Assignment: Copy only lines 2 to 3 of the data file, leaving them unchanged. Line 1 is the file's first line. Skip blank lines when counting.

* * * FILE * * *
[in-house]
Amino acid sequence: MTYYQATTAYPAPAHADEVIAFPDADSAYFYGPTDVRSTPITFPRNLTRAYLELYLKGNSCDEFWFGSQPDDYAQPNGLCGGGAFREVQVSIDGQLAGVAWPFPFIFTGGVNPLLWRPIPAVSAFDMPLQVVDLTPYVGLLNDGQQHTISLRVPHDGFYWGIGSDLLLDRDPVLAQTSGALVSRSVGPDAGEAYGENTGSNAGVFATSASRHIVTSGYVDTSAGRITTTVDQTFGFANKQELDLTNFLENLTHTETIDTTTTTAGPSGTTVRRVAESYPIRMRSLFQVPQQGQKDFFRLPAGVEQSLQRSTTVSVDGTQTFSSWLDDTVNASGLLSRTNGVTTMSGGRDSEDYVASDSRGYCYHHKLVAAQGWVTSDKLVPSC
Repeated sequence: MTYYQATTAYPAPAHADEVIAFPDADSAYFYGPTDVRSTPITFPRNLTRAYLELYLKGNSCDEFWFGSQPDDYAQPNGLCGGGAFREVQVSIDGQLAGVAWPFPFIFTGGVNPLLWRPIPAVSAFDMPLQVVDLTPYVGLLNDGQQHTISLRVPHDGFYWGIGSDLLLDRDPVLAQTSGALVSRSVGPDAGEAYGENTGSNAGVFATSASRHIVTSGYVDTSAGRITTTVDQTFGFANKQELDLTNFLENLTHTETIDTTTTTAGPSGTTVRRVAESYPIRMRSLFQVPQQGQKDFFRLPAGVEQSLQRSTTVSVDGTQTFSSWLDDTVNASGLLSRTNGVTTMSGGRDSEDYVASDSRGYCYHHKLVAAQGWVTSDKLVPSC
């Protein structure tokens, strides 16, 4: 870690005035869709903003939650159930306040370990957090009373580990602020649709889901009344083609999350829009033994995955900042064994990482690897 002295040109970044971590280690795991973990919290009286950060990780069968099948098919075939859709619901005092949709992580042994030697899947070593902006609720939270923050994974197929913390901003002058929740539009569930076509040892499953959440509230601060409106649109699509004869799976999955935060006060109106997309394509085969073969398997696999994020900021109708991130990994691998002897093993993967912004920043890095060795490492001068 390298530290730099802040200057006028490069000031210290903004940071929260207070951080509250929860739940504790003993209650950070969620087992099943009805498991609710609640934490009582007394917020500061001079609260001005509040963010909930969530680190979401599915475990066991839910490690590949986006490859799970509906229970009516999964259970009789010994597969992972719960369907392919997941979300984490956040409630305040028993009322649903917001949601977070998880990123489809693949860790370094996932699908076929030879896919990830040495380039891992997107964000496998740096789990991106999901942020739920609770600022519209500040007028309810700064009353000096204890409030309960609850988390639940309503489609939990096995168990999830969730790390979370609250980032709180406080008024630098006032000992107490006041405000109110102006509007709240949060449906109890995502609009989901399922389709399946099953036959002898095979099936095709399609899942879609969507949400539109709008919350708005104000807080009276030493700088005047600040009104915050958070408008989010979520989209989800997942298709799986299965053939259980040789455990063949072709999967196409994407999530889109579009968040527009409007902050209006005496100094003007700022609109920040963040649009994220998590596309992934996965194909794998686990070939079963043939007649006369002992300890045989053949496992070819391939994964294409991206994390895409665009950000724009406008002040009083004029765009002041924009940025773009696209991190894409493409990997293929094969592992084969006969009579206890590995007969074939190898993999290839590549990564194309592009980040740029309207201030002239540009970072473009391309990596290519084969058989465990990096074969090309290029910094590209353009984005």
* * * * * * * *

Amino acid sequence: MTYYQATTAYPAPAHADEVIAFPDADSAYFYGPTDVRSTPITFPRNLTRAYLELYLKGNSCDEFWFGSQPDDYAQPNGLCGGGAFREVQVSIDGQLAGVAWPFPFIFTGGVNPLLWRPIPAVSAFDMPLQVVDLTPYVGLLNDGQQHTISLRVPHDGFYWGIGSDLLLDRDPVLAQTSGALVSRSVGPDAGEAYGENTGSNAGVFATSASRHIVTSGYVDTSAGRITTTVDQTFGFANKQELDLTNFLENLTHTETIDTTTTTAGPSGTTVRRVAESYPIRMRSLFQVPQQGQKDFFRLPAGVEQSLQRSTTVSVDGTQTFSSWLDDTVNASGLLSRTNGVTTMSGGRDSEDYVASDSRGYCYHHKLVAAQGWVTSDKLVPSC
Repeated sequence: MTYYQATTAYPAPAHADEVIAFPDADSAYFYGPTDVRSTPITFPRNLTRAYLELYLKGNSCDEFWFGSQPDDYAQPNGLCGGGAFREVQVSIDGQLAGVAWPFPFIFTGGVNPLLWRPIPAVSAFDMPLQVVDLTPYVGLLNDGQQHTISLRVPHDGFYWGIGSDLLLDRDPVLAQTSGALVSRSVGPDAGEAYGENTGSNAGVFATSASRHIVTSGYVDTSAGRITTTVDQTFGFANKQELDLTNFLENLTHTETIDTTTTTAGPSGTTVRRVAESYPIRMRSLFQVPQQGQKDFFRLPAGVEQSLQRSTTVSVDGTQTFSSWLDDTVNASGLLSRTNGVTTMSGGRDSEDYVASDSRGYCYHHKLVAAQGWVTSDKLVPSC